PBS, R.I.P.

It is a sad but inescapable fact that anyone who gives money to public television these days is, well, a sucker. I wince at saying that, because I remain a staunch believer in the idea of public television. We very much need a non-commercial oasis of thoughtful news and public affairs programming. We need a network that welcomes idiosyncratic and diverse viewpoints; that showcases challenging artistic fare; that does not pander to corporate donors; and that is courageous enough to defend this vision.

But it is increasingly hard to champion a network that has lost its way and has no discernible plans to regain public trust. Donors to PBS are contributing money to a memory, not to a living, vibrant defender of public-service television. They are propping up a beleaguered network that acts as if it can placate its free-market adversaries in Congress, corporate critics and religious right zealots by dismantling its birthright piece by piece – and hope no one will notice. (Sounds remarkably like the Democratic Party.)

What tipped me over the edge was the report this week that PBS and two of its leading producers of children’s programming are joining forces with Comcast to start a new 24-hour-a-day digital cable channel for preschoolers. The new channel will feature many of the signature PBS children’s shows – Sesame Street, Barney, Bob the Builder – but with one significant difference: the shows will be cluttered with commercials.

Rats fleeing a sinking ship? At the very least, the Comcast deal represents yet another attempt – this time by PBS insiders! – to privatize and monetize the goodwill that the network and its shows have accrued over the years. What’s particularly galling is how the architects of this sell-out cast it as an inevitable decision that smart, progressive-minded folks should happily embrace.

Joan Ganz Cooney, a cofounder of Children’s Television Workshop (now Sesame Workshop), the producer of Sesame Street, told The New York Times: “I don’t like pitching products to young children and I never have. But to some degree that is nostalgia for a time that is past. The whole society, the whole business is so commercialized, even public television. This is another way of getting PBS’s excellent programming to children.” In other words, we had to destroy Bird Bird to save him.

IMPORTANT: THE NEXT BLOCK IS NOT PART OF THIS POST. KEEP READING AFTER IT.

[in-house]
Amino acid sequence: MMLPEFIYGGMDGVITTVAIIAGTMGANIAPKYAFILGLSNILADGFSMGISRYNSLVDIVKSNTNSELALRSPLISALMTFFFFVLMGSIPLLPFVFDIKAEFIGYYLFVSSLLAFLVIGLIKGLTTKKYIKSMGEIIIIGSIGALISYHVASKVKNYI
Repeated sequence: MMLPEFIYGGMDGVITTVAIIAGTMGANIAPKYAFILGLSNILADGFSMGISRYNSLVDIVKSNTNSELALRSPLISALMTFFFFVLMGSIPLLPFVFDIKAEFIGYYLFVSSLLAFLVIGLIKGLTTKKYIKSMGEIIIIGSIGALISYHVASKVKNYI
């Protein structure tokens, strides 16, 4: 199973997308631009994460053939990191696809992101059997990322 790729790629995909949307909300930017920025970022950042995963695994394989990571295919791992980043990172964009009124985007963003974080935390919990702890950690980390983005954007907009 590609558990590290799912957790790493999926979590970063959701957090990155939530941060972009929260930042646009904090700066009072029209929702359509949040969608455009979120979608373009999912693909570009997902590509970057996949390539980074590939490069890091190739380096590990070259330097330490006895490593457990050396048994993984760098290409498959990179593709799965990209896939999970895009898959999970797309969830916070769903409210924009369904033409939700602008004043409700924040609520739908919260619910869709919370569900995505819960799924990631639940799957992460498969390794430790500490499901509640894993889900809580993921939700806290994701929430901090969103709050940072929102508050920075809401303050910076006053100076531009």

Note how Cooney invokes PBS’s prior acts of commercial degradation (longer IDs of corporate sponsors, dubious merchandising tie-ins, etc.) as a justification for total surrender. She might as well have said, “We’ve sold ourselves piecemeal for so long, what’s the problem with just going all the way? The equity returns are better.”

And let’s get this straight about keeping the interests of children uppermost. Commercial television cares about advertisers, not children. If it cared about children, it wouldn’t allow advertising of fast food, soda and candy on children’s programming. PBS and Sesame Workshop do not seem to know or care that the alarming rise of childhood obesity and type 2 diabetes is related to TV advertising for junk food. (The new channel say that ads will be aimed at adults, but by now we’ve learned a few things about slippery slopes in commercial TV, haven’t we?)

In the guise of tough-minded realism, Gary Knell, president of Sesame Workshop, offers up this rationalization for going commercial:

While rushing to disown its own proud past as “nostalgic,” public television turns around and makes disingenuous pleas for support from “viewers like you,” laying it on thick about how public-spirited it is. Hell, public television doesn’t give a damn about viewers like you and me or it wouldn’t be abandoning its historic mission with such enthusiasm and then act as if nothing had been lost. A PBS worth supporting would have the gumption to stand on its hind legs and wage a full-throated defense of non-commercial TV and public-service values. There are allies ready to march, but PBS doesn’t have a vision to offer or the courage to lead.

What to do? Commercial Alert has launched a campaign to object to this latest enclosure of the broadcasting commons. It might be a good time to let PBS executive vice president Wayne Godwin know how you feel about this new PBS initiative.

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